What is the difference in property, interest in property and immovable property?

The definition in section 205, Law of Property Act 1925, is “Property includes anything in action and any interest in real and personal property. “Property is not only a thing which is the subject matter of ownership but includes also dominion or the right of ownership or of partial ownership, and as Lord Langdale said, it is the most comprehensive of all terms which can be used inasmuch as it is indicative and descriptive of every possible interest which the part can have. Law as to rights in property is classified by a division on the basis of immoveable and moveable (real and personal) property. Rights in land described as “estate in land” do not always imply only absolute ownership but also rights which fall short of it and are limited to the life of the grantee or otherwise limited in respect of time and duration or use property in all these various forms are described as “estate”. Ownership of land is thus split up into estates distinguished in point of quality (e.g., into legal and equitable estates) and in point of duration (e.g., estates in fee simple, in tail, for life or in remainder.’

Interest in property: An ownership consists of a bundle of rights, the various rights and interests in different persons, e.g., a mortgagor and a mortgagee, a lessor and a lessee, or a tenant for life and a remainderman. Absolute ownership is an aggregate of component rights such as the right of possession, the right of enjoying the usufruct of land, and so on. Any transaction not involving the interest in property will make the transaction voidable at the instance of the parties and there shall be no effective transaction.

Immovable property: it is not defined in this Act. The Transfer of Property Act does not define what immovable property is; but it states that immovable property does not include standing timber, growing crops or grass. Section 3(26) of the GENERAL CLAUSES ACT, 1897 is not an exhaustive definition. It says that “Immovable property shall include land, benefits arising out of land and things attached to the earth, or permanently fastened to anything attached to the earth.” It specifies the following as immovable property.

  1. LAND. It encompasses the upper as well as the lower surface of the earth. Any interest in the same will be treated as that of immovable property. It would include wells, streams etc.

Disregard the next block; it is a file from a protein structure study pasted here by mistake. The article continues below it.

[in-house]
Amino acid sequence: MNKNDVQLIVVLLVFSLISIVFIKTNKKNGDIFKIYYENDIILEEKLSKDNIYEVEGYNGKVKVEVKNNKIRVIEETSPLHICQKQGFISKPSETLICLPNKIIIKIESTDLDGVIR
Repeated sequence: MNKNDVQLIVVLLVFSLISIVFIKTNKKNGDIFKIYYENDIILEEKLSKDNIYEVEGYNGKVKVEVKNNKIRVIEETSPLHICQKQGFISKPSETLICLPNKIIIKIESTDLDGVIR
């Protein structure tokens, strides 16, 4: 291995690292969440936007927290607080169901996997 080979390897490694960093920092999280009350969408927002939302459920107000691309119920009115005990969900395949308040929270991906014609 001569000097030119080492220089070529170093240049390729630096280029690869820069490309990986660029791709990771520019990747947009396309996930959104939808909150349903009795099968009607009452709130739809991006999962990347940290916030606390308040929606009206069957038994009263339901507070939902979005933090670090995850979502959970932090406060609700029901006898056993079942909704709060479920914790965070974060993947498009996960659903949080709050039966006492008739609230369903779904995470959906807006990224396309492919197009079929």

2. BENEFITS ARISING OUT OF LAND. This category includes everything dealing with rights and interests in land as defined above. Right to collect rent or zamindari rights are two examples.
  3. THINGS ATTACHED TO EARTH. The nature of attachment is important. This clause is explained with reference to the following three points:
    1. Things rooted in the earth like trees, shrubs but not including standing timber, growing crops and grass. Mango trees are treated as immovable properties.
    2. Things embedded in the earth like buildings, minerals etc. By ‘embedded’ we refer to things that have their foundations laid well below the surface of the earth. An anchor of a ship is not immovable property in its normal usage.
    3. Things that have been permanently fastened to anything embedded in the earth for the purpose of permanent enjoyment. For example, ceiling fans, doors and windows. If the objects that have been attached are merely transitory or not permanent and do not contribute to the value and purpose of the thing attached to, they are not immovable properties.

To determine whether a fixture is permanent or not, the following points need to be considered:

  1. Mode of Annexation: Temporary, standing on its own weight or dug in to the earth, etc.
  2. Purpose or Object of Annexation:

A definition of immovable property is also found in the Indian Registration Act , where it is provided that immovable property includes

  1. Land ,
  2. Buildings ,
  3. Hereditary allowances ,
  4. Rights  to ways , lights , ferries , fisheries , or any other benefits to arise out of land and
  5. Things attached to the  earth but not standing timber, growing crops or grass . There is difference in between tree and standing timber. Tree means which is capable of vegetation. Standing timber means dried out tree which has stopped vegetation. Two important tests must be consider for the things attached to the earth;
    1. The extent of annexation and
    2. The object of annexation.

Thus, the determination of whether the property is movable or immovable becomes a facts and circumstances question and can be decided on the case to case basis.

 

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